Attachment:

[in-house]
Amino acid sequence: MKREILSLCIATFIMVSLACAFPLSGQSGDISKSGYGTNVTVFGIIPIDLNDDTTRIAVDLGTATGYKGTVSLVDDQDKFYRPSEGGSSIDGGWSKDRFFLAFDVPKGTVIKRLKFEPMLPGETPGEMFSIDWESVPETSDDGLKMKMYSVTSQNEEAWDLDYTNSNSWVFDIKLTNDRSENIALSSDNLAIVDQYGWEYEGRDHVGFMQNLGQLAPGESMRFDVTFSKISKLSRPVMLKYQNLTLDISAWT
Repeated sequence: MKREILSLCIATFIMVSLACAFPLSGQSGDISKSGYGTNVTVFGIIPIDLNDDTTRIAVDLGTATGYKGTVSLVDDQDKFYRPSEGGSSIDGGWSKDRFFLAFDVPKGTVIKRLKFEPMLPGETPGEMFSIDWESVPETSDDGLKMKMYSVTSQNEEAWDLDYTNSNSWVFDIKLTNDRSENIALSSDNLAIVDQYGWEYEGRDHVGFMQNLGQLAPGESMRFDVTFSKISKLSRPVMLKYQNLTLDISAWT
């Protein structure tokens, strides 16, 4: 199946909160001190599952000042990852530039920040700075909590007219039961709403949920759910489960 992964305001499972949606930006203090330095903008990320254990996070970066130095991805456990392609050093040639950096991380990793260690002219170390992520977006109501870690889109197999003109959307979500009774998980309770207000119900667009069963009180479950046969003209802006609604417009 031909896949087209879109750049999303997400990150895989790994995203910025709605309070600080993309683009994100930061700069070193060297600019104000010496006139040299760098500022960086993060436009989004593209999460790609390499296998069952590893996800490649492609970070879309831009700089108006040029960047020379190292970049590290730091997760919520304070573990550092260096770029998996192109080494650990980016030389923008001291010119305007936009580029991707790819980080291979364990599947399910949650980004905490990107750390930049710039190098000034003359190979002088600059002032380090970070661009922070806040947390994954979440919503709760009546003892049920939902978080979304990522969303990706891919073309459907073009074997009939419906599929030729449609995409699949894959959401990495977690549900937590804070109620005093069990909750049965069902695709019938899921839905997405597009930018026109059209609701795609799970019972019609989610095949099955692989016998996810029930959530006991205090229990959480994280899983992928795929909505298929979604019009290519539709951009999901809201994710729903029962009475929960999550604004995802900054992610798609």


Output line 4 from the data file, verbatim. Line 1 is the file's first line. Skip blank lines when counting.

């Protein structure tokens, strides 16, 4: 199946909160001190599952000042990852530039920040700075909590007219039961709403949920759910489960 992964305001499972949606930006203090330095903008990320254990996070970066130095991805456990392609050093040639950096991380990793260690002219170390992520977006109501870690889109197999003109959307979500009774998980309770207000119900667009069963009180479950046969003209802006609604417009 031909896949087209879109750049999303997400990150895989790994995203910025709605309070600080993309683009994100930061700069070193060297600019104000010496006139040299760098500022960086993060436009989004593209999460790609390499296998069952590893996800490649492609970070879309831009700089108006040029960047020379190292970049590290730091997760919520304070573990550092260096770029998996192109080494650990980016030389923008001291010119305007936009580029991707790819980080291979364990599947399910949650980004905490990107750390930049710039190098000034003359190979002088600059002032380090970070661009922070806040947390994954979440919503709760009546003892049920939902978080979304990522969303990706891919073309459907073009074997009939419906599929030729449609995409699949894959959401990495977690549900937590804070109620005093069990909750049965069902695709019938899921839905997405597009930018026109059209609701795609799970019972019609989610095949099955692989016998996810029930959530006991205090229990959480994280899983992928795929909505298929979604019009290519539709951009999901809201994710729903029962009475929960999550604004995802900054992610798609």